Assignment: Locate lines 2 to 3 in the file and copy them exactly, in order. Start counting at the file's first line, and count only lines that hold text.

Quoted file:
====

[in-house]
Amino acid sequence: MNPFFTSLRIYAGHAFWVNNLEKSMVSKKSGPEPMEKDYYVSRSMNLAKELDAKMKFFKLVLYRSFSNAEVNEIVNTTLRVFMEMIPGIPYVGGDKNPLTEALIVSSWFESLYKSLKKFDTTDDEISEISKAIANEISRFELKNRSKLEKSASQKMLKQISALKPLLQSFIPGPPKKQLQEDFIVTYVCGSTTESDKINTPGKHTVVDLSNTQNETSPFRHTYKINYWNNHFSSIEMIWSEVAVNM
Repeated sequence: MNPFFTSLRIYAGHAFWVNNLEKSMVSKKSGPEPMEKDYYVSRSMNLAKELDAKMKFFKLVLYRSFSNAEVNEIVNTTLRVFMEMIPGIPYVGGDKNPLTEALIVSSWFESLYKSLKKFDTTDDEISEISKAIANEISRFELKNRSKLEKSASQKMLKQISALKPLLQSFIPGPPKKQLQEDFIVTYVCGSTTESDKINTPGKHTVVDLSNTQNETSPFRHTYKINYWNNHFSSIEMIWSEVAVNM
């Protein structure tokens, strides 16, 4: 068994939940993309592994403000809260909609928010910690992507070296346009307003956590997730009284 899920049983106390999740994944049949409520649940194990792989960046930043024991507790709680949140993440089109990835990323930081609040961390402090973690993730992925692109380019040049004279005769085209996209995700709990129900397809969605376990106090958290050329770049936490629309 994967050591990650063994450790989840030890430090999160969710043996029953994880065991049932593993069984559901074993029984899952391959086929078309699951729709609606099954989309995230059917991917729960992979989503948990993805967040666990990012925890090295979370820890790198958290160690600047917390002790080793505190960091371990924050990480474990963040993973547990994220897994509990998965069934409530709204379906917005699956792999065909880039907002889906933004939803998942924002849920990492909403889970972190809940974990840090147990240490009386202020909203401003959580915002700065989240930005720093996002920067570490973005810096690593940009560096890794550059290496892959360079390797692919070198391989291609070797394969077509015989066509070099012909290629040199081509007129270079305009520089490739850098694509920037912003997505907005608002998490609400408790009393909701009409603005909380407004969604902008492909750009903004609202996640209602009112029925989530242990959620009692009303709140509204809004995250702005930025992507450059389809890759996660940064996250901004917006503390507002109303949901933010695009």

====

Amino acid sequence: MNPFFTSLRIYAGHAFWVNNLEKSMVSKKSGPEPMEKDYYVSRSMNLAKELDAKMKFFKLVLYRSFSNAEVNEIVNTTLRVFMEMIPGIPYVGGDKNPLTEALIVSSWFESLYKSLKKFDTTDDEISEISKAIANEISRFELKNRSKLEKSASQKMLKQISALKPLLQSFIPGPPKKQLQEDFIVTYVCGSTTESDKINTPGKHTVVDLSNTQNETSPFRHTYKINYWNNHFSSIEMIWSEVAVNM
Repeated sequence: MNPFFTSLRIYAGHAFWVNNLEKSMVSKKSGPEPMEKDYYVSRSMNLAKELDAKMKFFKLVLYRSFSNAEVNEIVNTTLRVFMEMIPGIPYVGGDKNPLTEALIVSSWFESLYKSLKKFDTTDDEISEISKAIANEISRFELKNRSKLEKSASQKMLKQISALKPLLQSFIPGPPKKQLQEDFIVTYVCGSTTESDKINTPGKHTVVDLSNTQNETSPFRHTYKINYWNNHFSSIEMIWSEVAVNM